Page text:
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Rigidly Male-Dominated Societies Are Violent; The U.S. Is No Different

Until people (including progressives) stop thinking of "women's issues" secondary, the U.S. will continue on its path of poverty and war.
 
 
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There's an invisible elephant in today's political debates: a major issue that's getting no attention. Sure, there's some recognition that behind many attacks on Hillary Clinton lie virulent traditions of sexism. But so devalued is anything stereotypically associated with women that crucial matters that directly impact our lives and our families aren't even mentioned.

Nothing, for example, has been said about the fact that poverty in this wealthy nation disproportionately affects women, so much so that, according to U.S. Census figures, women over the age of 65 are twice as likely to be poor as men over 65. Nor have we been told that, unlike the U.S., most industrialized countries have paid parental leave, stipends for caregivers, and even social security credit for the first years of home childcare -- measures that vastly improve the lives of women.

This relegation of "women's issues" to a secondary place is obviously terrible for half of America (actually the majority, since women are 52 percent). But it's also terrible for the political and family health of our entire nation.

Let's start with politics. For both the mullahs in Iran and the rightist-fundamentalist alliance in the United States, "getting women back into their traditional place" in a "traditional family" has been a top priority. There's a basic reason for this. Rigidly male-dominated societies are also authoritarian and violent. Along with the imposition of a brutal dictatorship by the Nazis, their mantra was returning women to their "traditional" roles in a male-dominated family. Nor is it coincidental that the 9-11 terrorists came from cultures where women are terrorized into submission. Or that regressive fundamentalists in the United States (who also believe in top-down rule and "holy wars") first organized as a powerful political block around a "women's issue": the defeat during the 1970s of the proposed Equal Rights Amendment to the U.S. Constitution.

By contrast, in Nordic nations such as Sweden, Norway, and Finland, the move toward gender equity (for example, women are 40 percent of national legislators and are frequently heads of state) has gone along with more political and economic democracy. Not only that -- and this takes us to how "women's issues" are also key family issues -- as the status of women rose so also did funding for activities stereotypically associated with women. These nations have far less stressed families because they support child care, health care, paid parental leave, and other family-friendly policies.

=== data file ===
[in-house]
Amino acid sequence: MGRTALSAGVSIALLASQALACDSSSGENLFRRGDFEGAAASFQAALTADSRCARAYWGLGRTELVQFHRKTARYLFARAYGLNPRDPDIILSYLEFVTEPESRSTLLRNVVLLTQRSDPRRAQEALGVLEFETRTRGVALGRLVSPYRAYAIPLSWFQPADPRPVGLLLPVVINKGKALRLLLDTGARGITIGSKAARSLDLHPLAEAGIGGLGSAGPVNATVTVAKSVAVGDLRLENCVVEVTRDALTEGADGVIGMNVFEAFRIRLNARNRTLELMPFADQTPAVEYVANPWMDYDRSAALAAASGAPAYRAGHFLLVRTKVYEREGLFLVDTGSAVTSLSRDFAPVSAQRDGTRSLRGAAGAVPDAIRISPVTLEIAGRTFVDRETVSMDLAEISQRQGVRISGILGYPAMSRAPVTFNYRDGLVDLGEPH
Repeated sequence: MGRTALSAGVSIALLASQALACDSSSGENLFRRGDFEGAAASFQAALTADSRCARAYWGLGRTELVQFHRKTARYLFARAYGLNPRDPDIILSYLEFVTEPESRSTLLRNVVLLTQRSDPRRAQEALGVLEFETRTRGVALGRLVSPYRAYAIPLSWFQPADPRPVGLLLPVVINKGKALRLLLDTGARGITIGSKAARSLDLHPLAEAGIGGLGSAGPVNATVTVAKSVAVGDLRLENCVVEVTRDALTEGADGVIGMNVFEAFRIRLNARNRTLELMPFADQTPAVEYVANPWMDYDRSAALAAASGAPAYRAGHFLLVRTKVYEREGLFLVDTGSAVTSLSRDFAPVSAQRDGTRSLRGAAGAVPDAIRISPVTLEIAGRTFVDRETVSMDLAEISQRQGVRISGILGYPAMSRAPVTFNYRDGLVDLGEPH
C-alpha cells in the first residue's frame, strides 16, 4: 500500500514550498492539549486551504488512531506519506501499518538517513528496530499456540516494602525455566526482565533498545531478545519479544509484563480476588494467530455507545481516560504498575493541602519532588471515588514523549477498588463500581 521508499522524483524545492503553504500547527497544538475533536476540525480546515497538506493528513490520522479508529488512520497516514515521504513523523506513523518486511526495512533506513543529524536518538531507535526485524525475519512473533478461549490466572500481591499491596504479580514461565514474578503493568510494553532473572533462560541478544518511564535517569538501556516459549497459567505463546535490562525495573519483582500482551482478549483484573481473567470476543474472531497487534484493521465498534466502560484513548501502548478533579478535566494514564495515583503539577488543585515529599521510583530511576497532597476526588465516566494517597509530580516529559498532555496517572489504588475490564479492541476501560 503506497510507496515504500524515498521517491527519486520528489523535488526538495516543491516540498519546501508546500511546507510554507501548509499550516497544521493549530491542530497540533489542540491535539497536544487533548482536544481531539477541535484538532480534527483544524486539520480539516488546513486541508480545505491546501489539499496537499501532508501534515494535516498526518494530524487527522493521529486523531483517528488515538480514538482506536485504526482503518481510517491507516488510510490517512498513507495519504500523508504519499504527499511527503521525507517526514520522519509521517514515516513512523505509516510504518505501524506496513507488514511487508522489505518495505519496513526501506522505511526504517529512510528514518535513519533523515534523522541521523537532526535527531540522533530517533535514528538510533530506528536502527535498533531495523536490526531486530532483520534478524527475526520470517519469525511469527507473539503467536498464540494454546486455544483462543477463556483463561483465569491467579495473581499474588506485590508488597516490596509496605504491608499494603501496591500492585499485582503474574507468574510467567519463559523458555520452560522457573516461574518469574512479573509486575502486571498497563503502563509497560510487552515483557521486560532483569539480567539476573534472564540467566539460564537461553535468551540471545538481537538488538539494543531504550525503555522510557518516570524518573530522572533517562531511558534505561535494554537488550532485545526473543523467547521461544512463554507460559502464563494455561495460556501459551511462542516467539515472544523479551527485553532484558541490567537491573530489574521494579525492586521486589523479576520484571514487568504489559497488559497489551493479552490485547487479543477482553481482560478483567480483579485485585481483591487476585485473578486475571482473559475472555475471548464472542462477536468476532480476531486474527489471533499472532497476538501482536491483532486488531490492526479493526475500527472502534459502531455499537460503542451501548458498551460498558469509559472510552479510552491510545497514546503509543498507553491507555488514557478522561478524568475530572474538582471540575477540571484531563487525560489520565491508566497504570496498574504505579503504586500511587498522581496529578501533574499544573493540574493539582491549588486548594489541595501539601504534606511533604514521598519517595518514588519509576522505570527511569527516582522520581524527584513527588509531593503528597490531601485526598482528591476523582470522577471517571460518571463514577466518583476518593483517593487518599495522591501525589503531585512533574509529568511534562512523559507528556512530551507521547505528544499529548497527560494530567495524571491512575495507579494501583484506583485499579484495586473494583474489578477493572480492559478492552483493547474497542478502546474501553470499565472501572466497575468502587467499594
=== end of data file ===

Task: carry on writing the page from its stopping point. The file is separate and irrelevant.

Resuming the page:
Yet in the United States, many people who consider themselves progressives still view anything to do with women as secondary. They fail to recognize what regressives do: that the ranking of male over female is a basic model children learn early on for equating difference with superiority or inferiority, with dominating or being dominated -- a model that can then easily be generalized to different races, religions, ethnicities, and nations.

In recent years, American regressives have vigorously promoted a family where fathers make the rules and harshly punish disobedience -- the kind of family that prepares people to defer to "strong" leaders who brook no dissent and use force to impose their will. Not coincidentally, over these same years aggressive wars were launched, gains for women and minorities were lost, and a "strong" executive branch held itself above the law.

Surely we can learn a lesson from this history: that progressives urgently need a political agenda that no longer relegates "women's issues" to a secondary -- indeed, invisible -- place. We need a politics of partnership that recognizes that questioning "traditional" gender roles and relations is foundational to the movement to more democratic and egalitarian relations across the board.

The equal valuing of the two halves of humanity -- women and men -- will obviously vastly improve girls' and women's quality of life. But it's also essential if we are to move to a more democratic, peaceful, and sustainable future for us all.

This is an election year. Let's join together and change the political conversation. Let's make "women's issues" integral to the progressive agenda.

Riane Eisler is the author of The Real Wealth of Nations: Creating a Caring Economics and The Chalice and The Blade: Our History, Our Future, and President of the Center for Partnership Studies .

 
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